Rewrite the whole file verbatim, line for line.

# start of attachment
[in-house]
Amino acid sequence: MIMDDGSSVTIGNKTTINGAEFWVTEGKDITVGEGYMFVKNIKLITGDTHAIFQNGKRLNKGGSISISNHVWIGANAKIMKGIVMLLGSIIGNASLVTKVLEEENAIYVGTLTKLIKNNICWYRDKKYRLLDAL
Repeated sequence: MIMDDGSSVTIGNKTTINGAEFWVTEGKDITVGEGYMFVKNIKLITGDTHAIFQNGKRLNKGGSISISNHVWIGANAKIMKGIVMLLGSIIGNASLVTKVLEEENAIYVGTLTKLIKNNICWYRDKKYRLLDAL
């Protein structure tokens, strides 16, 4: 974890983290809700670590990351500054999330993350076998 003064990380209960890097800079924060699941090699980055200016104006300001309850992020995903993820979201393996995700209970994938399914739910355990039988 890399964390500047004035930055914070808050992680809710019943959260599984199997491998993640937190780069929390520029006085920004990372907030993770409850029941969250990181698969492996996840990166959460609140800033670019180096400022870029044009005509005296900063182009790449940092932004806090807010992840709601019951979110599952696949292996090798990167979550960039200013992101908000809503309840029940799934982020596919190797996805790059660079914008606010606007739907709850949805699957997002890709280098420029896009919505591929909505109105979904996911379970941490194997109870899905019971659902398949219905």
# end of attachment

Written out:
[in-house]
Amino acid sequence: MIMDDGSSVTIGNKTTINGAEFWVTEGKDITVGEGYMFVKNIKLITGDTHAIFQNGKRLNKGGSISISNHVWIGANAKIMKGIVMLLGSIIGNASLVTKVLEEENAIYVGTLTKLIKNNICWYRDKKYRLLDAL
Repeated sequence: MIMDDGSSVTIGNKTTINGAEFWVTEGKDITVGEGYMFVKNIKLITGDTHAIFQNGKRLNKGGSISISNHVWIGANAKIMKGIVMLLGSIIGNASLVTKVLEEENAIYVGTLTKLIKNNICWYRDKKYRLLDAL
């Protein structure tokens, strides 16, 4: 974890983290809700670590990351500054999330993350076998 003064990380209960890097800079924060699941090699980055200016104006300001309850992020995903993820979201393996995700209970994938399914739910355990039988 890399964390500047004035930055914070808050992680809710019943959260599984199997491998993640937190780069929390520029006085920004990372907030993770409850029941969250990181698969492996996840990166959460609140800033670019180096400022870029044009005509005296900063182009790449940092932004806090807010992840709601019951979110599952696949292996090798990167979550960039200013992101908000809503309840029940799934982020596919190797996805790059660079914008606010606007739907709850949805699957997002890709280098420029896009919505591929909505109105979904996911379970941490194997109870899905019971659902398949219905």